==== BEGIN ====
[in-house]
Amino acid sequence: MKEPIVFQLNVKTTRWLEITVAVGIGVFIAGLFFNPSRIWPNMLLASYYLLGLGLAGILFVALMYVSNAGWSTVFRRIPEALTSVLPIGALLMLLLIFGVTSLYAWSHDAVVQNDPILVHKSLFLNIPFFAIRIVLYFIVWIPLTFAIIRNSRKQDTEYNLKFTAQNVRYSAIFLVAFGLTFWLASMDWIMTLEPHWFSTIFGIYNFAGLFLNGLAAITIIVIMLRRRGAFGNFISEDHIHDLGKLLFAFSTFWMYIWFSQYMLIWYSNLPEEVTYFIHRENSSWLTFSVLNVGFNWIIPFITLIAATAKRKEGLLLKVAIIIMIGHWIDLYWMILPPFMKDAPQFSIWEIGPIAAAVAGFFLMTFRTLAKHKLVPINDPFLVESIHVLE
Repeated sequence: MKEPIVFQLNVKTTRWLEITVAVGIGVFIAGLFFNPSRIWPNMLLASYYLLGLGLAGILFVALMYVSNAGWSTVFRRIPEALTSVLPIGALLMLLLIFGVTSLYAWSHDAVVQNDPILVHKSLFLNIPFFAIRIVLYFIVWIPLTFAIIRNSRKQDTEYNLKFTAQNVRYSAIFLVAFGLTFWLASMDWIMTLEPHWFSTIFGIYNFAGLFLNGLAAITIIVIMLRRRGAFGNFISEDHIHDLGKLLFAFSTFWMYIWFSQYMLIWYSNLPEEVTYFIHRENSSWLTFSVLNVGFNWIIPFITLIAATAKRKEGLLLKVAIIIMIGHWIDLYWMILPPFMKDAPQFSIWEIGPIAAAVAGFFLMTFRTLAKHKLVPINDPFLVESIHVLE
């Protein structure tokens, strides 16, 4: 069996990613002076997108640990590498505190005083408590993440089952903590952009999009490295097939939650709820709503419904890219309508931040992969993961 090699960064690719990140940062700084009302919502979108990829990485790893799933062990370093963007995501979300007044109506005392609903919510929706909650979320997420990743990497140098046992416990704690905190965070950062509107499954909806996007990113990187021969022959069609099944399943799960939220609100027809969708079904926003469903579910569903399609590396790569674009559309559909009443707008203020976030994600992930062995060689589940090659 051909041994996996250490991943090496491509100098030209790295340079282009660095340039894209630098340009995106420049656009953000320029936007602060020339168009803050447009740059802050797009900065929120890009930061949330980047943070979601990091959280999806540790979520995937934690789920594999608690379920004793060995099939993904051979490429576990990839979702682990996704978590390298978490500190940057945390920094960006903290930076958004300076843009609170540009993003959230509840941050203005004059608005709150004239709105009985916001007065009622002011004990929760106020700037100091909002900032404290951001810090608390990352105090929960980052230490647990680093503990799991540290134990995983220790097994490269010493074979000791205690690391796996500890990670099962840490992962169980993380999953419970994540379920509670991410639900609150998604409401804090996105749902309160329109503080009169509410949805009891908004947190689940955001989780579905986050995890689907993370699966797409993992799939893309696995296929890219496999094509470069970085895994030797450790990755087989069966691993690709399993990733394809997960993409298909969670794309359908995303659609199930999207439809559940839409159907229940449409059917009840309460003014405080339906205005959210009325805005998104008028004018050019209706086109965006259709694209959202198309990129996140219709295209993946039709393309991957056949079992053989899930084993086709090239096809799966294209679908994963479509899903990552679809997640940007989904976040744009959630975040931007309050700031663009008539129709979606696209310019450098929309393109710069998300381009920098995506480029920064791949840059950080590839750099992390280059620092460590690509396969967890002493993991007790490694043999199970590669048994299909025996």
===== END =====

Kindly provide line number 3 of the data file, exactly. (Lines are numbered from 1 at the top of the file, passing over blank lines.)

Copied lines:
Repeated sequence: MKEPIVFQLNVKTTRWLEITVAVGIGVFIAGLFFNPSRIWPNMLLASYYLLGLGLAGILFVALMYVSNAGWSTVFRRIPEALTSVLPIGALLMLLLIFGVTSLYAWSHDAVVQNDPILVHKSLFLNIPFFAIRIVLYFIVWIPLTFAIIRNSRKQDTEYNLKFTAQNVRYSAIFLVAFGLTFWLASMDWIMTLEPHWFSTIFGIYNFAGLFLNGLAAITIIVIMLRRRGAFGNFISEDHIHDLGKLLFAFSTFWMYIWFSQYMLIWYSNLPEEVTYFIHRENSSWLTFSVLNVGFNWIIPFITLIAATAKRKEGLLLKVAIIIMIGHWIDLYWMILPPFMKDAPQFSIWEIGPIAAAVAGFFLMTFRTLAKHKLVPINDPFLVESIHVLE